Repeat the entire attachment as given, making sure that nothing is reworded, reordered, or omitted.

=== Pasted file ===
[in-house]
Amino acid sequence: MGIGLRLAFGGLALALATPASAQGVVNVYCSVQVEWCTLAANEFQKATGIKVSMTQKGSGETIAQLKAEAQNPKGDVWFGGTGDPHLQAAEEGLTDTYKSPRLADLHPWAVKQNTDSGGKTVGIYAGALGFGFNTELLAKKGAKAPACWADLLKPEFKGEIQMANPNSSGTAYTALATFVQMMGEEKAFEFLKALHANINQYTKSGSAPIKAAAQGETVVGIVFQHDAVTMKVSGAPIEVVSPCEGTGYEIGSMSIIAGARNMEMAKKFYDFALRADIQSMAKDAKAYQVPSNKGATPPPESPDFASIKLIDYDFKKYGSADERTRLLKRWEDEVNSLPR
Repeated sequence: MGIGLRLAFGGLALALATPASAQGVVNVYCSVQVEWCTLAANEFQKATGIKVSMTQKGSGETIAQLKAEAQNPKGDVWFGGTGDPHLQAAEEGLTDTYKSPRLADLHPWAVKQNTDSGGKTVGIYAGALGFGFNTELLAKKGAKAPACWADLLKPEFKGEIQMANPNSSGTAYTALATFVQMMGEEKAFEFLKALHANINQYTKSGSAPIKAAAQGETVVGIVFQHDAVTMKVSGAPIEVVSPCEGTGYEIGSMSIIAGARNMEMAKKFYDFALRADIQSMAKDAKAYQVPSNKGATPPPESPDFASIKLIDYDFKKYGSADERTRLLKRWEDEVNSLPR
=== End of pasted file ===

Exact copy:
[in-house]
Amino acid sequence: MGIGLRLAFGGLALALATPASAQGVVNVYCSVQVEWCTLAANEFQKATGIKVSMTQKGSGETIAQLKAEAQNPKGDVWFGGTGDPHLQAAEEGLTDTYKSPRLADLHPWAVKQNTDSGGKTVGIYAGALGFGFNTELLAKKGAKAPACWADLLKPEFKGEIQMANPNSSGTAYTALATFVQMMGEEKAFEFLKALHANINQYTKSGSAPIKAAAQGETVVGIVFQHDAVTMKVSGAPIEVVSPCEGTGYEIGSMSIIAGARNMEMAKKFYDFALRADIQSMAKDAKAYQVPSNKGATPPPESPDFASIKLIDYDFKKYGSADERTRLLKRWEDEVNSLPR
Repeated sequence: MGIGLRLAFGGLALALATPASAQGVVNVYCSVQVEWCTLAANEFQKATGIKVSMTQKGSGETIAQLKAEAQNPKGDVWFGGTGDPHLQAAEEGLTDTYKSPRLADLHPWAVKQNTDSGGKTVGIYAGALGFGFNTELLAKKGAKAPACWADLLKPEFKGEIQMANPNSSGTAYTALATFVQMMGEEKAFEFLKALHANINQYTKSGSAPIKAAAQGETVVGIVFQHDAVTMKVSGAPIEVVSPCEGTGYEIGSMSIIAGARNMEMAKKFYDFALRADIQSMAKDAKAYQVPSNKGATPPPESPDFASIKLIDYDFKKYGSADERTRLLKRWEDEVNSLPR